A hypothetical set of multiple possible universes (including our own) which exist in parallel with each other. Our universe would then be just one of an enormous number of separate and distinct parallel universes, the vast majority of which would be dead and uninteresting, not having a set of physical laws which would allow the emergence of stars, planets and life.
A sub-atomic elementary particle with no electrical charge and very small mass that travels very close to the speed of light. They are created as a result of certain types of radioactive decay or nuclear reaction, such as the decay of a free neutron(i.e. one outside of a nucleus) into a proton and electron. Being electrically neutral and unaffected by the strong nuclear force or the electromagnetic force, neutrinos are able to pass through ordinary matter almost undisturbed and are therefore extremely difficult to detect, although when created in huge numbers they are capable of blowing a star apart in a supernova.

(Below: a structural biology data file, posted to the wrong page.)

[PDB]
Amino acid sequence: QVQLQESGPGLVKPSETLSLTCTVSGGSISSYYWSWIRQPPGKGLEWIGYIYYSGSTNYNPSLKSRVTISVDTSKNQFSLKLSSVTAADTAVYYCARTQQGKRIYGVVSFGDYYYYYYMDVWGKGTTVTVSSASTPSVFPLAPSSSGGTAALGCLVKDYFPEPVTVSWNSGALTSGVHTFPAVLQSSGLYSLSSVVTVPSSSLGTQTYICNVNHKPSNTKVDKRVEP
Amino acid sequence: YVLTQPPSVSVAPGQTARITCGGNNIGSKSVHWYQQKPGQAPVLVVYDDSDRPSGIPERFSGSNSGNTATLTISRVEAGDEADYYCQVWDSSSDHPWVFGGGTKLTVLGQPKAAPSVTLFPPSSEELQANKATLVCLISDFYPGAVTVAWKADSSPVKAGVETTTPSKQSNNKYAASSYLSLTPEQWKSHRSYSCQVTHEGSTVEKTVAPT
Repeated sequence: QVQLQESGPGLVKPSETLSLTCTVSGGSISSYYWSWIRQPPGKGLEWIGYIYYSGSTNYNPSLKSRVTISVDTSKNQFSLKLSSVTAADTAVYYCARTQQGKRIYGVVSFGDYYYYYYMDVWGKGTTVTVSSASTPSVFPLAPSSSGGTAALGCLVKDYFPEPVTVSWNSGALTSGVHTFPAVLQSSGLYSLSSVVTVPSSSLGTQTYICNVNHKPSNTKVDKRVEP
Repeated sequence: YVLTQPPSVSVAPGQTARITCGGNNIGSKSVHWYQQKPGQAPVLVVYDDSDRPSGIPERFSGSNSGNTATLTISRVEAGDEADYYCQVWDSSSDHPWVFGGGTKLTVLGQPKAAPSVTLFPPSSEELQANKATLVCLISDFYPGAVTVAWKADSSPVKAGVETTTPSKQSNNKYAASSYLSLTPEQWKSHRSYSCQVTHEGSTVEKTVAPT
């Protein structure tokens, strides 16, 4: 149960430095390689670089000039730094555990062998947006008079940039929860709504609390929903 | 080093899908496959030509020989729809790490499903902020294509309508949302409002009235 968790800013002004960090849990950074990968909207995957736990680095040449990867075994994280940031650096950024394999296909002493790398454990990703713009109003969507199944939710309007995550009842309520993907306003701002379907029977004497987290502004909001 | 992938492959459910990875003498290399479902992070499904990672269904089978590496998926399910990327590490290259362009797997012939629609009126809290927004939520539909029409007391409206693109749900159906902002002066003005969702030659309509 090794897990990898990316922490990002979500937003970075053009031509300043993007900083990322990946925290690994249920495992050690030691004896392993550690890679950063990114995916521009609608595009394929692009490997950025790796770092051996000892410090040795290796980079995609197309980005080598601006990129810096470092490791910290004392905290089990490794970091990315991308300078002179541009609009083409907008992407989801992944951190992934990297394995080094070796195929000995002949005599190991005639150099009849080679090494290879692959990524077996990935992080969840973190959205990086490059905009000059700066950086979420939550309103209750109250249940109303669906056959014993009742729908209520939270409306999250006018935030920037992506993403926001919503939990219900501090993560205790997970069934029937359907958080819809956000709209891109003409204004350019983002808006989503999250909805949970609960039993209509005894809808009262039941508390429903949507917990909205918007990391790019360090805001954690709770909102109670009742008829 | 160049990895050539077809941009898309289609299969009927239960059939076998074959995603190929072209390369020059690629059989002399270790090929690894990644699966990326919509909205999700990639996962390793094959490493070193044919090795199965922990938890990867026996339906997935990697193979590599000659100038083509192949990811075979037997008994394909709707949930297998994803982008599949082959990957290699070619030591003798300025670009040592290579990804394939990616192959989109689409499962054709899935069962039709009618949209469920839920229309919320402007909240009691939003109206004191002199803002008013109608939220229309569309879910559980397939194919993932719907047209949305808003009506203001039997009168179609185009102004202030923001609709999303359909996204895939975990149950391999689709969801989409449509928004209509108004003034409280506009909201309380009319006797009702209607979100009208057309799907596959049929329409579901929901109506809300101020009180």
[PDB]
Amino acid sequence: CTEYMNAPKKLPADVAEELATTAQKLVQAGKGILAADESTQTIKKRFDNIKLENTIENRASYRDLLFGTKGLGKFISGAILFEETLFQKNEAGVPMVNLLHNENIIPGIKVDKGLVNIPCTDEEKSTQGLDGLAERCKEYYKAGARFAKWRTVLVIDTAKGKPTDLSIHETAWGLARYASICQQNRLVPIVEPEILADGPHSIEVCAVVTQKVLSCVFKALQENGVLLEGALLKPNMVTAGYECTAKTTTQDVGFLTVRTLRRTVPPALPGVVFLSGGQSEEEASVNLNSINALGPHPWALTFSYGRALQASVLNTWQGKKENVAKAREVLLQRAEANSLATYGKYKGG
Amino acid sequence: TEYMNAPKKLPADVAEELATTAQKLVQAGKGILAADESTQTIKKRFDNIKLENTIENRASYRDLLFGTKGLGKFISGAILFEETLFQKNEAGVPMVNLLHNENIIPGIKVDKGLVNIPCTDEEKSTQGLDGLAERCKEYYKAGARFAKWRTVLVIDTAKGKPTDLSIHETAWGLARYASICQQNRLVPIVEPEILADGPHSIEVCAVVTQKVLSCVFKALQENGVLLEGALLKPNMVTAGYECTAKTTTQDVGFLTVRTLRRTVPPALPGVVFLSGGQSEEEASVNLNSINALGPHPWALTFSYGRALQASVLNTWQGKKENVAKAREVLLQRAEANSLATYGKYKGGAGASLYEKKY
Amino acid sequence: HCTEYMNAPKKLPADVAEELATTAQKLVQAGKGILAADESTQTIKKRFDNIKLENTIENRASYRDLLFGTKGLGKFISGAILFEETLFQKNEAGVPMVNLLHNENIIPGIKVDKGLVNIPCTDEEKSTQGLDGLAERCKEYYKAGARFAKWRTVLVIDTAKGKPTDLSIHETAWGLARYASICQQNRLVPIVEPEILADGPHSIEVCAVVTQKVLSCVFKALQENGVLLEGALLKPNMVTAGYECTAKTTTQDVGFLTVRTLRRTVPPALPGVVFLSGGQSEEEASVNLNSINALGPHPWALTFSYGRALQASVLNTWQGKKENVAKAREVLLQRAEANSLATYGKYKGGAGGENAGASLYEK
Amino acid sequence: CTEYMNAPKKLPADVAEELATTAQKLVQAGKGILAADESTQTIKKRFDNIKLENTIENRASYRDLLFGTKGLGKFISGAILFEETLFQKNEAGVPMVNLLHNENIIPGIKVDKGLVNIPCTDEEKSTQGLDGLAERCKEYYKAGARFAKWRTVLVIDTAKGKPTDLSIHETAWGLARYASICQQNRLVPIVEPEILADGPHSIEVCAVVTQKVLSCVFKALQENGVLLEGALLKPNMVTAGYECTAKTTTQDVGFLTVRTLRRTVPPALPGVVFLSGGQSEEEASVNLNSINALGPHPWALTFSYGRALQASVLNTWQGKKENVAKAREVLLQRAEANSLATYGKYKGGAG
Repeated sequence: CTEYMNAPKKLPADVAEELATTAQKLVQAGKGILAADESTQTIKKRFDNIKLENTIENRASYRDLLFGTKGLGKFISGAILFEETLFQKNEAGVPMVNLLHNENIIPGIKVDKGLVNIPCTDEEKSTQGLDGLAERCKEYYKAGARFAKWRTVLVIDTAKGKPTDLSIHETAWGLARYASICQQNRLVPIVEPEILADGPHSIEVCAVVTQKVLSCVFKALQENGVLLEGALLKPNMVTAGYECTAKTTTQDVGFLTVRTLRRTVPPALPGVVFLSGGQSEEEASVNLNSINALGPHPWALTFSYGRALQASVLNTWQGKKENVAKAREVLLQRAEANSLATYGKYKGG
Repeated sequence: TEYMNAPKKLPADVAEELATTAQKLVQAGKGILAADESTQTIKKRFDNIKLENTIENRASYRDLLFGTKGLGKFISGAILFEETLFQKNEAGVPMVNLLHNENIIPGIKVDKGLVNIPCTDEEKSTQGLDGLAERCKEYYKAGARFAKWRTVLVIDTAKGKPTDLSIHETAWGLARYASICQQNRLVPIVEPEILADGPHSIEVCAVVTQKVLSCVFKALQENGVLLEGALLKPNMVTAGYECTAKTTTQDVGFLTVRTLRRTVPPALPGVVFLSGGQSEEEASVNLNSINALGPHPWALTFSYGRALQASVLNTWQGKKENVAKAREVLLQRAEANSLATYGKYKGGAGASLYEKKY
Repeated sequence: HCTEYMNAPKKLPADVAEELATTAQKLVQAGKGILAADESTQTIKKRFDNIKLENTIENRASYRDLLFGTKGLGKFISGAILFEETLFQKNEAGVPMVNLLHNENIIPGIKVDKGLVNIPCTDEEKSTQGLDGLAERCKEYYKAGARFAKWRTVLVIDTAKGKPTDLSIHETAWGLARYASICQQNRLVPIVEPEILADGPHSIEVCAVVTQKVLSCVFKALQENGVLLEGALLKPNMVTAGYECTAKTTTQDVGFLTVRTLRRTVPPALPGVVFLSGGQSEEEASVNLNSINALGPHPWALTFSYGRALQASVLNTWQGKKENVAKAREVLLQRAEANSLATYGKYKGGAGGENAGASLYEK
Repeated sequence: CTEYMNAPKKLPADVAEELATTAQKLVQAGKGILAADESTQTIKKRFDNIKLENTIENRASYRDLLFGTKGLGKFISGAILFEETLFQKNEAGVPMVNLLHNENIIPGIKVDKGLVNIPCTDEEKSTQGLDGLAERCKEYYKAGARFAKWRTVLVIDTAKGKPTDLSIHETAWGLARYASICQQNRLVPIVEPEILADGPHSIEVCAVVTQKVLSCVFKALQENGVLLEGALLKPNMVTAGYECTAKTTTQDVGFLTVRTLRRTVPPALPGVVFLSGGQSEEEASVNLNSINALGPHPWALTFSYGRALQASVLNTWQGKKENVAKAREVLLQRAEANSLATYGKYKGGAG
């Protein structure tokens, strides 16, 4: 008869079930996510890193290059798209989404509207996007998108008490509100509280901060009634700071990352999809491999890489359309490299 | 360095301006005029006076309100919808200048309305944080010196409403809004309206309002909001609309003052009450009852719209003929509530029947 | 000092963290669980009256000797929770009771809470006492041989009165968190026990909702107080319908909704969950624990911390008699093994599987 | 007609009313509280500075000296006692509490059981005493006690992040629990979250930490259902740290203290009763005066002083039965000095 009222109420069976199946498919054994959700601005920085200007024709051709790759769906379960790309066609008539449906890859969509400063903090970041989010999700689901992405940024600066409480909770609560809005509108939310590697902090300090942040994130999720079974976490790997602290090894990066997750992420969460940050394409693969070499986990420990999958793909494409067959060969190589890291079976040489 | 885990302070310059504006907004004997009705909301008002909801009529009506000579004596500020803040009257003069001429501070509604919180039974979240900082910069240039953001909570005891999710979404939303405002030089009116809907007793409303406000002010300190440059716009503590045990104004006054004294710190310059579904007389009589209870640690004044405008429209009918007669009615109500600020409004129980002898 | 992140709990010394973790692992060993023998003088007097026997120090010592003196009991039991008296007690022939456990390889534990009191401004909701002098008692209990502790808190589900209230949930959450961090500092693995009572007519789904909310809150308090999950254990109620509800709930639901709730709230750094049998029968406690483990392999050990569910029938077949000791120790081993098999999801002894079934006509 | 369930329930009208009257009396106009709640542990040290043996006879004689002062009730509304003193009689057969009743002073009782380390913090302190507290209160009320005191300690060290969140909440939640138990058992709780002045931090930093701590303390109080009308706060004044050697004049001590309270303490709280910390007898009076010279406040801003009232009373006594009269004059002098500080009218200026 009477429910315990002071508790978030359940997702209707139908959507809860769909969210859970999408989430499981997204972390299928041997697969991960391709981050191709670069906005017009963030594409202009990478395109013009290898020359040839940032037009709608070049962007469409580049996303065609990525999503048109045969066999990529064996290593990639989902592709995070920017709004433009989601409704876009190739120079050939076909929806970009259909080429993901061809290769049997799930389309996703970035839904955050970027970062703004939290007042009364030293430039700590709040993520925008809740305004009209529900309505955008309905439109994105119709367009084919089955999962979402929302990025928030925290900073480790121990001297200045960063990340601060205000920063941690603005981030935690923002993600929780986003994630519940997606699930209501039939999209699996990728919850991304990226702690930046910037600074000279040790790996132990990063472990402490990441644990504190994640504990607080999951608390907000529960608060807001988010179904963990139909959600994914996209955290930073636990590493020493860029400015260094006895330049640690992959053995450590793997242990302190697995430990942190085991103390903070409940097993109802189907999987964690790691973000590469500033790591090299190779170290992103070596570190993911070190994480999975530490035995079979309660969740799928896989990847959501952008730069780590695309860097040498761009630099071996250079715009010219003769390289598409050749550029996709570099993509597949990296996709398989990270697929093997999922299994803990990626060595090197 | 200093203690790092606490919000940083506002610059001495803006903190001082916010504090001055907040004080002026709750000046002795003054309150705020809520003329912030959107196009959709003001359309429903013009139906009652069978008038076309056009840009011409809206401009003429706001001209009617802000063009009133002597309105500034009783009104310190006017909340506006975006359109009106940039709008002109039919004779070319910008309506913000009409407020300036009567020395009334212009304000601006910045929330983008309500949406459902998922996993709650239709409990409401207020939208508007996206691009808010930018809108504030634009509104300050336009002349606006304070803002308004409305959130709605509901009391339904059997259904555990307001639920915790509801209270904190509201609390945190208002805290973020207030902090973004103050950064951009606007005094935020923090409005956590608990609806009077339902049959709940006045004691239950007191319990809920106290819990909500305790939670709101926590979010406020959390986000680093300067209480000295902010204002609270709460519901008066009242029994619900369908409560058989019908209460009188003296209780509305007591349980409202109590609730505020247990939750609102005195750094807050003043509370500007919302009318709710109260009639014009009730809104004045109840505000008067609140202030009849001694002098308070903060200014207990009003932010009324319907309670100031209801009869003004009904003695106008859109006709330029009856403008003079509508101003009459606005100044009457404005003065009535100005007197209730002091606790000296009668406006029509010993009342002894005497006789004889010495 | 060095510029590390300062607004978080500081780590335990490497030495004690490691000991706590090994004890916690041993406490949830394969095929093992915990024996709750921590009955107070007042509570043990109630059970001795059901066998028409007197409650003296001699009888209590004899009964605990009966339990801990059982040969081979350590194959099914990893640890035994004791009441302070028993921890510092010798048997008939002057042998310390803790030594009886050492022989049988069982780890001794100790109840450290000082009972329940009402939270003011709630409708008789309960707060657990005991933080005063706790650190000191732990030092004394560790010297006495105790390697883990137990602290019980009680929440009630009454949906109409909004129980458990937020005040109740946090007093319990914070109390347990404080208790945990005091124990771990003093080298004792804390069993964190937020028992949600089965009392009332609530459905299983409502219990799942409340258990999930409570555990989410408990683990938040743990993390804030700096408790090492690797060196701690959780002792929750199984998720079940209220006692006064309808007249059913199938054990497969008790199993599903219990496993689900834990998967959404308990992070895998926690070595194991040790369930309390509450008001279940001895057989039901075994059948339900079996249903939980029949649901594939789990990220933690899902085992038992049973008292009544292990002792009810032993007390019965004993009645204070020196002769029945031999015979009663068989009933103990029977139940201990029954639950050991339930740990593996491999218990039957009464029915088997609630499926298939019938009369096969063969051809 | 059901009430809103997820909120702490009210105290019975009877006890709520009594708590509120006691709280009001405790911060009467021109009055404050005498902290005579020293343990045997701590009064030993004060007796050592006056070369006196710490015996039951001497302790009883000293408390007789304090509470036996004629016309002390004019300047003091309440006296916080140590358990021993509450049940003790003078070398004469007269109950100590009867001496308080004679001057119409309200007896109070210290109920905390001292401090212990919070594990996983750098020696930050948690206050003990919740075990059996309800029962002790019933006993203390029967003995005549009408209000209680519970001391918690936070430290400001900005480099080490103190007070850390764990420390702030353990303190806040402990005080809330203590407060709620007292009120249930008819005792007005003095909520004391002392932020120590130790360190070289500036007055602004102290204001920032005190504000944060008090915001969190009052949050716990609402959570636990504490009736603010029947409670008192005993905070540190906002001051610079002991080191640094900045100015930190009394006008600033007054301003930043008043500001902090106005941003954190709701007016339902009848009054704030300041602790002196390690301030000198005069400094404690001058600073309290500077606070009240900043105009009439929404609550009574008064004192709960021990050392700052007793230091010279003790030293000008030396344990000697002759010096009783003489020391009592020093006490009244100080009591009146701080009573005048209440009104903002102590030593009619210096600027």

One of the two main building blocks (along with the proton) of the nucleus at the centre of an atom. Neutrons have essentially the same mass as a proton (very slightly larger) but no electric charge, and are made up of one “up” quark and two “down”quarks. The number of neutrons in an atom determines theisotope of an element. Outside of a nucleus, they are unstable and disintegrate within about ten minutes.
Neutron Star: A star that has shrunk under its own gravity during a supernova event, so that most of its material has been compressed into neutrons only (the protons and electrons have been crushed together until they merge, leaving only neutrons). Neutron stars are very hot, quite small (typically 20 to 30 kilometres in diameter), extremely dense, have a very high surface gravity and rotate very fast. A pulsar is a kind of highly-magnetized rapidly-rotating neutron star.